vi can be used both when your system is in text mode (the entire screen is devoted to text and there are no images) and when your system is in GUI mode (the screen contains windows, images and menus). When it is in GUI mode (usually KDE or Gnome), vi runs in a terminal window. A terminal window is a text-only window, and it can usually be opened by clicking on an icon (small image) of a computer screen.
(In the case of Red Hat Linux, the terminal window can be opened by clicking on the icon of a red hat in the lower left hand corner of the screen, opening the System Tools menu and then selecting Terminal from that menu. It can be convenient to add the icon for the terminal window to the launcher panel along the bottom of the screen, if it is not already there.)
There are at least two ways to use vi to simultaneously create and open a new file. One is by just typing
This creates an empty file that will not have a name until you save its contents to disk (i.e., transfer the text you typed into it to your hard disk, floppy disk, etc. for long term storage).
You will notice that a (mostly) blank window opens after you type this command. Do not be concerned about trying to type any text into the screen yet (although you will probably want to). This topic will be covered in the next chapter.
(You might initially see something different than the nearly empty screen described above. The reason is most likely that your computer is using a clone of vi instead of the real thing. This is no problem, as the core commands of vi are also used in the clones. If Vim, the most popular clone, is installed in your system, the initial screen will have some text in the center that begins with something like "VIM - Vi IMproved." vi clones will be discussed in more detail in a later section.)
A second way to open a new file is by typing
This creates a new file named "apple" in the current directory (the directory or folder which is currently open on your all-text screen or your terminal window).
If you want, you could create the same file with an extension such as ".txt" added to the end of the file name. In Linux this is merely a matter of convenience (or habit), and it generally makes no real difference for the file because it remains a plain text file in either case. For example:
New files can also be created in directories other than the current directory. For example, to create and open a file named "apple" in the directory /home/jane/, type:
(As you probably already know from your study of Linux or Unix, the above example can be performed regardless of where your current directory is on your system because the path for the command begins with a root directory, i.e. /home. This example assumes that you have the proper permissions to create files in the /jane directory.)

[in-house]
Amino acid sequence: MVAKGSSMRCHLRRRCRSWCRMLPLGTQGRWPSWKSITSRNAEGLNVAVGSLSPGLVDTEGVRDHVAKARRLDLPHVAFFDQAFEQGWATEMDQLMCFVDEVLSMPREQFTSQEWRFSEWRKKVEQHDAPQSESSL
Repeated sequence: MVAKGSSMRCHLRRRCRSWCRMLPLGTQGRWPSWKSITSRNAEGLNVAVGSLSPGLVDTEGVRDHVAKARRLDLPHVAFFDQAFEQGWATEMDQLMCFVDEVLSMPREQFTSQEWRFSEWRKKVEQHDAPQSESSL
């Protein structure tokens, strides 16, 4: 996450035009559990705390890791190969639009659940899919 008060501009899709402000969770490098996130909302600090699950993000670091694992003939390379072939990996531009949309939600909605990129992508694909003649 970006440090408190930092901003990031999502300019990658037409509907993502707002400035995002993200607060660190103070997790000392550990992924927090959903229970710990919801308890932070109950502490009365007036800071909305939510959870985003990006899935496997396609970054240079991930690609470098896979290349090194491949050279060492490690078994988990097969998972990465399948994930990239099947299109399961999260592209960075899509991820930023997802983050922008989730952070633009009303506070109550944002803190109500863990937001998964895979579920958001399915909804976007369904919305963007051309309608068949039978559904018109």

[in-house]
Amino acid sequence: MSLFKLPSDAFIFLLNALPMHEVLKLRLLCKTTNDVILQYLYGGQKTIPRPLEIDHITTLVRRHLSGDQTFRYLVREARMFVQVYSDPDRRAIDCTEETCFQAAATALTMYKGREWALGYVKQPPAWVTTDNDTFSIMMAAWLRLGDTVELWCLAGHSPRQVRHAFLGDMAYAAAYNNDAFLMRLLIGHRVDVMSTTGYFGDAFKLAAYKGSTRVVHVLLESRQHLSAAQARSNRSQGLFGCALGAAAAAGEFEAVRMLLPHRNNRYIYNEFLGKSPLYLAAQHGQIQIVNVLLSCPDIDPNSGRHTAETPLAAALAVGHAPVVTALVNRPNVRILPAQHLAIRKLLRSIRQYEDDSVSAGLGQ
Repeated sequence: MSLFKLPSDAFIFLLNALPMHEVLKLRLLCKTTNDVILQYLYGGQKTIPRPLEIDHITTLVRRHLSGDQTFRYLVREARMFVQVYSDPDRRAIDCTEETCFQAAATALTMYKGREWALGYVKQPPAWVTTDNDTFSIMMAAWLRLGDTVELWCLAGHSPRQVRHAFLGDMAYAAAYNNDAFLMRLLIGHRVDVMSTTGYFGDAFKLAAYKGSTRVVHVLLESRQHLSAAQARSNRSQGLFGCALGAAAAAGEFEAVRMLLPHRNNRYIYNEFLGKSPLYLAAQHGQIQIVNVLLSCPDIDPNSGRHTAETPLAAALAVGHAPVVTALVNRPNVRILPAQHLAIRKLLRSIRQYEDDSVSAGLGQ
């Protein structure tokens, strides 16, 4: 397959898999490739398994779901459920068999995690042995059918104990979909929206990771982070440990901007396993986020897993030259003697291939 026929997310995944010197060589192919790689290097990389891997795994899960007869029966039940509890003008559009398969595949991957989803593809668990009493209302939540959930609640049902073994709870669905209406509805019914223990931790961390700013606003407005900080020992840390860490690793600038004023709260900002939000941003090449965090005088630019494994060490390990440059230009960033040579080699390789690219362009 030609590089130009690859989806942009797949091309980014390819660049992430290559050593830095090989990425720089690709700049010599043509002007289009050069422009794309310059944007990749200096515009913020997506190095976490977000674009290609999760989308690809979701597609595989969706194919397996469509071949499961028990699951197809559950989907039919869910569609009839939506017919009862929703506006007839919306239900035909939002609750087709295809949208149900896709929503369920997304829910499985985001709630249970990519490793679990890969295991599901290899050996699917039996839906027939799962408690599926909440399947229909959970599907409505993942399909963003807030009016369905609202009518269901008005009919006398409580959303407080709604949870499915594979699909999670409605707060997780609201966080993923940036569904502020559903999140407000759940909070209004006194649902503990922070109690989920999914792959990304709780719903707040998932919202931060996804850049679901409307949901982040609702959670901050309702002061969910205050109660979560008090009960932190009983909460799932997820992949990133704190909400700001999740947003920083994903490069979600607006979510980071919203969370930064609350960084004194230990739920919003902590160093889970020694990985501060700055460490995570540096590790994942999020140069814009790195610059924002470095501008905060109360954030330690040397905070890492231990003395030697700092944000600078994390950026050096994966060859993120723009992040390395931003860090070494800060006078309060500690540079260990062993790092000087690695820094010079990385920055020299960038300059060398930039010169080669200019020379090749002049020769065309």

The technique for opening existing files is identical. Just type
When you open an existing or new file, you will notice that nearly the entire screen is either devoted to the text of the file or available for entering text. The only exception is the very bottom line, which provides information about the file. This information initially includes the number of lines and the number of characters in the file. When commands are entered, the bottom line is used instead to show the entry of such commands.
You will also notice a blinking black rectangle in the upper left hand corner of the screen. That is the cursor, and its role is to tell you what character or position in the file is currently ready to be acted upon.
Stretching down the left hand edge of the screen is a column of tildes (~). These are merely row markers and are not part of the text. They will disappear as your typing extends down the screen.
To close a file to which no changes have been made, hit ESC (the Esc key, which is located in the upper left hand corner of the keyboard), then type
To close a file to which changes have been made (such as text having been added or removed) without saving the changes, hit ESC, type
vi works with a buffer (a block of memory in the RAM chips). When you open an existing file, vi copies that file from the hard disk (or floppy, CDROM, etc.) to a buffer. All changes that you make to a file are initially made only to the copy in the buffer, and they are only made to the file itself when you "save" your changes. "Saving" a file means writing (i.e., transferring) the contents of the buffer to the hard disk (or floppy disk).
Likewise when you open a new file. All text you enter (and subsequent edits you make to it) exists only in the buffer until you save the file to disk.
To save the changes that have been made to a file, hit ESC, type
After you have created a new text file and closed it, you might want to confirm that nothing went wrong and that the file actually exists. Probably the simplest way to do this is to use the standard Unix ls command, which displays a list of all of the files in the current directory.